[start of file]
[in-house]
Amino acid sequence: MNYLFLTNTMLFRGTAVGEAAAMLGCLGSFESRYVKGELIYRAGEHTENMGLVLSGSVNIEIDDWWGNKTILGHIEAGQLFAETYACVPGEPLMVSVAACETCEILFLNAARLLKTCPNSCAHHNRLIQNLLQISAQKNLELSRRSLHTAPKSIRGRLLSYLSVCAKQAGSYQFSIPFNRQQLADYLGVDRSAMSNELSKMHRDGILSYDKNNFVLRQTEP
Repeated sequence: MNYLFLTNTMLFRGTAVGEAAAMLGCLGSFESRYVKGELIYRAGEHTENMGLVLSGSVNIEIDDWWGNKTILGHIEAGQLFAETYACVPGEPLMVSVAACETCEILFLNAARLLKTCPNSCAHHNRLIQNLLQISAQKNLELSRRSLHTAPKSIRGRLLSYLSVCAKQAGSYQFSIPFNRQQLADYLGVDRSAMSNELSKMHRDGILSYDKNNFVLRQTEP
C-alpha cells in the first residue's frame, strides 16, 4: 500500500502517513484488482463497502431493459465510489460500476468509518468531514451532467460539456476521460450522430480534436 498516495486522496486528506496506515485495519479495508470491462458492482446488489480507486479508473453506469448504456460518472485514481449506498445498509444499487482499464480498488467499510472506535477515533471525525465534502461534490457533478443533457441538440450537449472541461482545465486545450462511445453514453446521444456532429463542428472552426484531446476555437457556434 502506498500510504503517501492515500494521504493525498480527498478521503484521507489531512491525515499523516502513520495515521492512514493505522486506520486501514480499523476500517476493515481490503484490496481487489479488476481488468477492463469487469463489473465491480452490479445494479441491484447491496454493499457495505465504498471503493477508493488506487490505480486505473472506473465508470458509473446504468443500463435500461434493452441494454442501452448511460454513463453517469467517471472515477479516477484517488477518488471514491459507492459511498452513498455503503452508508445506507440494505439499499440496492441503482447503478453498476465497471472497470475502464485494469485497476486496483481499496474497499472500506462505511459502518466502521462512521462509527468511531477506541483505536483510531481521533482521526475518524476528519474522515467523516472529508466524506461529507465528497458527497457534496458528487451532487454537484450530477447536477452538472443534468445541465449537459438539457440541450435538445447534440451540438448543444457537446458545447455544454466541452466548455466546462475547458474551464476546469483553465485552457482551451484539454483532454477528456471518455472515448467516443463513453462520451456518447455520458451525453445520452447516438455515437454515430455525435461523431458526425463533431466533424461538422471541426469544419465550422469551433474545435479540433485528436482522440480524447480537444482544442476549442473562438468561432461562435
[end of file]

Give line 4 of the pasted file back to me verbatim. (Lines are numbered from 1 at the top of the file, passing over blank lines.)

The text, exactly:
C-alpha cells in the first residue's frame, strides 16, 4: 500500500502517513484488482463497502431493459465510489460500476468509518468531514451532467460539456476521460450522430480534436 498516495486522496486528506496506515485495519479495508470491462458492482446488489480507486479508473453506469448504456460518472485514481449506498445498509444499487482499464480498488467499510472506535477515533471525525465534502461534490457533478443533457441538440450537449472541461482545465486545450462511445453514453446521444456532429463542428472552426484531446476555437457556434 502506498500510504503517501492515500494521504493525498480527498478521503484521507489531512491525515499523516502513520495515521492512514493505522486506520486501514480499523476500517476493515481490503484490496481487489479488476481488468477492463469487469463489473465491480452490479445494479441491484447491496454493499457495505465504498471503493477508493488506487490505480486505473472506473465508470458509473446504468443500463435500461434493452441494454442501452448511460454513463453517469467517471472515477479516477484517488477518488471514491459507492459511498452513498455503503452508508445506507440494505439499499440496492441503482447503478453498476465497471472497470475502464485494469485497476486496483481499496474497499472500506462505511459502518466502521462512521462509527468511531477506541483505536483510531481521533482521526475518524476528519474522515467523516472529508466524506461529507465528497458527497457534496458528487451532487454537484450530477447536477452538472443534468445541465449537459438539457440541450435538445447534440451540438448543444457537446458545447455544454466541452466548455466546462475547458474551464476546469483553465485552457482551451484539454483532454477528456471518455472515448467516443463513453462520451456518447455520458451525453445520452447516438455515437454515430455525435461523431458526425463533431466533424461538422471541426469544419465550422469551433474545435479540433485528436482522440480524447480537444482544442476549442473562438468561432461562435